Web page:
We furries, or at least most of us, have multiple identities.
Like everyone, we have our outward-facing human identity, named by our parents and constricted by whatever body it happens to be contained within. Our unique outward-facing identity is closely tied to our position in society and is tied to artificial constructs that crystallize our self into an acceptable bureaucratic package, such as our passports, our social security numbers, or our Google Plus accounts.
Furries usually also create one or more fictional identities. We name ourselves, select a combination of human and animal traits to create a new body, and often a new set of personality traits. Some furries, who create an avatar with interests (or physical dimensions) that do not easily gel with the real world, go further and create a fantasy universe.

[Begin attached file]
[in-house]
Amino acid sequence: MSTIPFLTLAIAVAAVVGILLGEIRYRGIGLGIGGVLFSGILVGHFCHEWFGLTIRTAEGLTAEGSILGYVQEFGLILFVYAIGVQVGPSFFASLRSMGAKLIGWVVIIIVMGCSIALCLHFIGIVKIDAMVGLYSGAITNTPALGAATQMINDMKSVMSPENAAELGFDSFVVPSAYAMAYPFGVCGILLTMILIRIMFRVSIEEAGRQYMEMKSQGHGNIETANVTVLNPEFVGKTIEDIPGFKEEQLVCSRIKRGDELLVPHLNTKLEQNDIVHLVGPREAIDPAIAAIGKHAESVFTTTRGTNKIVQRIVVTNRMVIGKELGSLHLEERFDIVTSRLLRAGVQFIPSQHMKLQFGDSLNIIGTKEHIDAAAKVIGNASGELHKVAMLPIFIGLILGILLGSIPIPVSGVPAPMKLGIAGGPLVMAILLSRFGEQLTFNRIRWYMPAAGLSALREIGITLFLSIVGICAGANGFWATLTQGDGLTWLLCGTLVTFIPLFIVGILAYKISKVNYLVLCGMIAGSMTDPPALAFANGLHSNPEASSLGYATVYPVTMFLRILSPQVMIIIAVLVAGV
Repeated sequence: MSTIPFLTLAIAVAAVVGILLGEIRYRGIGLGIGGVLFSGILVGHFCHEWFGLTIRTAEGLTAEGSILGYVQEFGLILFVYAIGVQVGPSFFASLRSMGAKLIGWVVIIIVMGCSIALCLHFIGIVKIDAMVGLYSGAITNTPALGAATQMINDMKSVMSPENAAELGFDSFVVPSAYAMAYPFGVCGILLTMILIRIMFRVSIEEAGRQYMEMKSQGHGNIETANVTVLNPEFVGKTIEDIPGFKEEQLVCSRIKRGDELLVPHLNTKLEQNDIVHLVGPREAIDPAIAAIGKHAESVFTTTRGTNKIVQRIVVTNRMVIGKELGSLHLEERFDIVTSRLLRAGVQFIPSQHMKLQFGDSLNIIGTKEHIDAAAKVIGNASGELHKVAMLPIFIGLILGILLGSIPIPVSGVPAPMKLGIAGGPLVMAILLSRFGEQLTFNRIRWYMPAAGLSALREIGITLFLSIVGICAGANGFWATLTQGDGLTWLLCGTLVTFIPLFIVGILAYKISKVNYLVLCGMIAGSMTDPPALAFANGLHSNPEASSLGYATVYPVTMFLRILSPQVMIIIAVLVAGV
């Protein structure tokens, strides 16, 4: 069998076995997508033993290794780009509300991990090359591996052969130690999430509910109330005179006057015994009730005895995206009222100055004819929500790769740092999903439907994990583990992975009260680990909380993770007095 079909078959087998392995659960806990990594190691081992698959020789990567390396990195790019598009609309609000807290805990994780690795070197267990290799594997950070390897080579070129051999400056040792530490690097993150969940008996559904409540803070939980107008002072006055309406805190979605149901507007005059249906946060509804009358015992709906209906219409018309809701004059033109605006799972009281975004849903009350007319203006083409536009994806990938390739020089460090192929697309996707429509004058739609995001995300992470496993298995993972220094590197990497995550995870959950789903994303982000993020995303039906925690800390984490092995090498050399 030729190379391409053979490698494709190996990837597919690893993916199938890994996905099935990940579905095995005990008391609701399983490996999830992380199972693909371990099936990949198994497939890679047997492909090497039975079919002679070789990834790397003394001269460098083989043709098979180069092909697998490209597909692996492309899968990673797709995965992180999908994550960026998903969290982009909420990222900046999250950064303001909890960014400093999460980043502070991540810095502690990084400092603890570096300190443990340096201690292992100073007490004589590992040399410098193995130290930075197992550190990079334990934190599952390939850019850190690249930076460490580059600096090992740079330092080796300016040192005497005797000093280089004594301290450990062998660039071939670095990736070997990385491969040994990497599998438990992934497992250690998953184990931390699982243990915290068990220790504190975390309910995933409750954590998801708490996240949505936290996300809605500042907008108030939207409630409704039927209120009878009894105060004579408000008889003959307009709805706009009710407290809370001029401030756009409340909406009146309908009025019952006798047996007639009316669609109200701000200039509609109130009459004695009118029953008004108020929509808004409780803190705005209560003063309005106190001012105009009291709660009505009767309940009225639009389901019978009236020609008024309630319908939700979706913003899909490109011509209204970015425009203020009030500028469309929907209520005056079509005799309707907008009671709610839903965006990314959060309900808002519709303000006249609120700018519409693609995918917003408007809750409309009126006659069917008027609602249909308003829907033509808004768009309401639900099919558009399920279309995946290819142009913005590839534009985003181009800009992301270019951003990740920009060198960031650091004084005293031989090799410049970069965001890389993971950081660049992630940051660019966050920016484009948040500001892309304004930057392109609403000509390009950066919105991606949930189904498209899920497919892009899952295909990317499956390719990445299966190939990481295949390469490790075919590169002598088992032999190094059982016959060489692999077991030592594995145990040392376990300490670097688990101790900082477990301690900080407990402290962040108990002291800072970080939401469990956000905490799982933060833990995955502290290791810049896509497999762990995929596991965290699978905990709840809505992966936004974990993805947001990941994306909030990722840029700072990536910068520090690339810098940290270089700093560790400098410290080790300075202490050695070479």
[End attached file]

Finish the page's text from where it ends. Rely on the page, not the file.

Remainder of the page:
Our furry identity is a personal creation, a kind of internal ghost accompanying the human that lurks around the real world. In situations where the real world is less intrusive, like corners of the internet or furry gatherings, our furry identities assert themselves and the human – with its arbitrary name, body, and bureaucratic accoutrements – is pushed to the background.
When the furry self is at the forefront, we experience the world in a different way. And, according to recently published data from the Anthropomorphic Research Project (based at the Niagara County Community College in the USA), we experience the world through the lens of an identity that is more mature, psychologically healthier, and happier than our human selves.
Continue reading Our Fursonas Are Happier Than We Are